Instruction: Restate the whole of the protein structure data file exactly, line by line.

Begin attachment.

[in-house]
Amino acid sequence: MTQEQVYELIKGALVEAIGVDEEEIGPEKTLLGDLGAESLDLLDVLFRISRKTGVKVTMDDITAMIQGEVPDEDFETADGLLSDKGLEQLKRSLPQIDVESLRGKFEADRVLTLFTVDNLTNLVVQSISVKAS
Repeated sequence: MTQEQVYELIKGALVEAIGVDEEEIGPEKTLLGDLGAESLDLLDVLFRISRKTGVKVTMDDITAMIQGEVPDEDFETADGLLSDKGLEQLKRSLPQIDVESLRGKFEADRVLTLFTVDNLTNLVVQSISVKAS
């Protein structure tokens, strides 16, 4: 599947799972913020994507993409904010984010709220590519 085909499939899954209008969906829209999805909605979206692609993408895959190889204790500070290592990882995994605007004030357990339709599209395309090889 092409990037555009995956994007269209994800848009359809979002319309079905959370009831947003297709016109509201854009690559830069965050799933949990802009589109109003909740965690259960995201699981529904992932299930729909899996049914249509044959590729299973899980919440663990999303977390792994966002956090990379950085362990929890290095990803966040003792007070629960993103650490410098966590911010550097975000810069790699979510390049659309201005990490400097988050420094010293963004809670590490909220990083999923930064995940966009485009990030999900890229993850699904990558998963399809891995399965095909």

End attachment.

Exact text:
[in-house]
Amino acid sequence: MTQEQVYELIKGALVEAIGVDEEEIGPEKTLLGDLGAESLDLLDVLFRISRKTGVKVTMDDITAMIQGEVPDEDFETADGLLSDKGLEQLKRSLPQIDVESLRGKFEADRVLTLFTVDNLTNLVVQSISVKAS
Repeated sequence: MTQEQVYELIKGALVEAIGVDEEEIGPEKTLLGDLGAESLDLLDVLFRISRKTGVKVTMDDITAMIQGEVPDEDFETADGLLSDKGLEQLKRSLPQIDVESLRGKFEADRVLTLFTVDNLTNLVVQSISVKAS
């Protein structure tokens, strides 16, 4: 599947799972913020994507993409904010984010709220590519 085909499939899954209008969906829209999805909605979206692609993408895959190889204790500070290592990882995994605007004030357990339709599209395309090889 092409990037555009995956994007269209994800848009359809979002319309079905959370009831947003297709016109509201854009690559830069965050799933949990802009589109109003909740965690259960995201699981529904992932299930729909899996049914249509044959590729299973899980919440663990999303977390792994966002956090990379950085362990929890290095990803966040003792007070629960993103650490410098966590911010550097975000810069790699979510390049659309201005990490400097988050420094010293963004809670590490909220990083999923930064995940966009485009990030999900890229993850699904990558998963399809891995399965095909």